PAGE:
[Note: Conde has noted that
as the volume of water withdrawn from the aquifer increases, the less the
effect of rainfall on the water level. Note that the water level
for the Oro Valley water supply tracks rainfall, though with some delay,
up until the early 1980's. At this point development put a large
demand on the water supply and the relatively minuscule recharge from rainfall
is "drowned out" by this large demand].
McIver has found that the rate of mountain front recharge into the BWSB is 11,700 acre feet per year and estimated that existing and projected use rate would be 6,800 acre feet per year.
When underflow out of the BWSB is not considered, the difference between the rates of recharge and projected use makes it appear as though there is a surplus of water in the BWSB.
In other words, the model of the BWSB as an isolated system that takes in more than it discharges, can naturally lead to the conclusion that the BWSB is operating "in the black" with respect to water use.
A crude schematic below illustrates. Recharge is represented by rain clouds; the BWSB is represented as a container1; use is represented by a spigot in the side of the container.
However, when underflow out of the BWSB is considered, it is seen that the the BWSB is not an isolated system at all, but instead, a component of a large system -- the BWSB is a component of the Tucson AMA system.
Per the Arizona Department of Water Resources, in 1995 the Tucson AMA had total recharge of 71,197 acre feet (including CAP, effluent and incidental recharge) and a total usage of 301,88. This is an overdraft of 230,684 acre feet per year (i.e. 75,168,612,084 gallons per year)[1,2].
The figure below illustrates (underflow is represented as a pipe between the containers).
To get an idea of how large the overdraft is, we can compare it to the amount of “excess” water McIver implies is being supplied to the BWSB, with the 1995 overdraft on the Tucson AMA.
Specifically, if we assume all of the supposed “excess” water in the BWSB drains towards and replenishes groundwater pumped from the basins to the south of BWSB, it would take 47 ½ years to make up for the single year of overdraft on the Tucson AMA that occurred in 1995.
Here are the numbers:
If we use McIver's numbers
for recharge into the BWSB and his number for the water pumped from the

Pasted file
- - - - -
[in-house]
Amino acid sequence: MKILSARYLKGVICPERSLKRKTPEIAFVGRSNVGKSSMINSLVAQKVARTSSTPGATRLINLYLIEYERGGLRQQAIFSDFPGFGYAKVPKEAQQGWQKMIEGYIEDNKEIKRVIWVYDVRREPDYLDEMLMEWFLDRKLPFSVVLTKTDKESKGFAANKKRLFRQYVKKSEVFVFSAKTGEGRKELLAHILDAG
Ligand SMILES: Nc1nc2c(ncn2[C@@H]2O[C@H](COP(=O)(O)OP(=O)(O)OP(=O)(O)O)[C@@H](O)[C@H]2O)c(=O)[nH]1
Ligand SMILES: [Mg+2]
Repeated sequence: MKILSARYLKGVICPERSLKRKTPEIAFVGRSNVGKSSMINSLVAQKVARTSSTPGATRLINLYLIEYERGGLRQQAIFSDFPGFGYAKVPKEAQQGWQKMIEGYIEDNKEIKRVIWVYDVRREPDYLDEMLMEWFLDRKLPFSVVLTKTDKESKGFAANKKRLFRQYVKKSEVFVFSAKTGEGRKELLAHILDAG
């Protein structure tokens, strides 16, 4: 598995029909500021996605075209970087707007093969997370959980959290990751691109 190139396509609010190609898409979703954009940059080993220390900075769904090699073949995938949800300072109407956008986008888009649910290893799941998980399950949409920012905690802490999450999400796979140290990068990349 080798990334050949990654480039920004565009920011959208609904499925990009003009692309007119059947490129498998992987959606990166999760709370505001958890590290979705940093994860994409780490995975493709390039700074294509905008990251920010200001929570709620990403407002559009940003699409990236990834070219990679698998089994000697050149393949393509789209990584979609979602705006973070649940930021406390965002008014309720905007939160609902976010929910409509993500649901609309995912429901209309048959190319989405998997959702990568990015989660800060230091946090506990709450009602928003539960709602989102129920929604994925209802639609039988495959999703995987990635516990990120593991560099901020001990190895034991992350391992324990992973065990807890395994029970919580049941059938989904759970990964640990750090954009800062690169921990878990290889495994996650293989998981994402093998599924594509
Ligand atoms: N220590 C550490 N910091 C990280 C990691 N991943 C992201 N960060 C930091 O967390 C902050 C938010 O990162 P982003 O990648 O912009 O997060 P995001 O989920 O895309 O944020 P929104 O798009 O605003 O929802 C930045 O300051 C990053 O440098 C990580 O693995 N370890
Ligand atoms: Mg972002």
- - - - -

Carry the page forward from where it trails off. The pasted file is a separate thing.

BWSB, we find that the recharge rate exceeds the
withdrawal rate by 4,856 acre feet per year:
Per ADWR, the overdraft in the Tucson AMA in 1995 was 230,684 acre feet [1,2].
If we assume that all
of the 4,856 acre feet of “excess” groundwater drains to other basins
in the Tucson AMA, then it will take 47 ½ years of the BWSB draining
towards the other basins in the AMA to make up for the single year of overdraft
that occurred in 1995:
1: Note Well: the figure represents aquifers as containers of water. In reality, aquifers are not "underground lakes," but rather water between granules of rocks, gravel and sand.
Basin Wide Balance
The definition of safe yield is
" . . . a groundwater management goal which attempts to achieve and thereafter maintain a long-term balance between the annual amount of groundwater withdrawn in an Active Management Area and the annual amount of natural and artificial recharge in the active management area."To help achieve safe yield, CAP water is used to "replace" water withdrawn from aquifers in an AMA.
However, Basin Wide Balance allows water level declines in one portion of an AMA to be offset by recharging water in another part of the same AMA.
Thus, water withdrawn from the BWSB can be replaced at another part of the Tucson AMA -- say at the Avra Valley some 25 miles southwest (as the crow flies) from the BWSB. Hydraulically speaking, the Avra Valley is over 35 miles from the BWSB (as the aquifer flows). Moreover, the flow of the aquifer at Avra Valley is away from the BWSB (because the BWSB is uphill from Avra Valley).
So, if CAP water is used to "replace" water withdrawn from BWSB, the "replacement" water will never make it uphill to the BWSB.
The following set of questions are directed towards any representative of a proposed development that is planning to use water from the BWSB:
1:ADWR Third Management
Plan 2000-2010, Chapter 3, page 3-2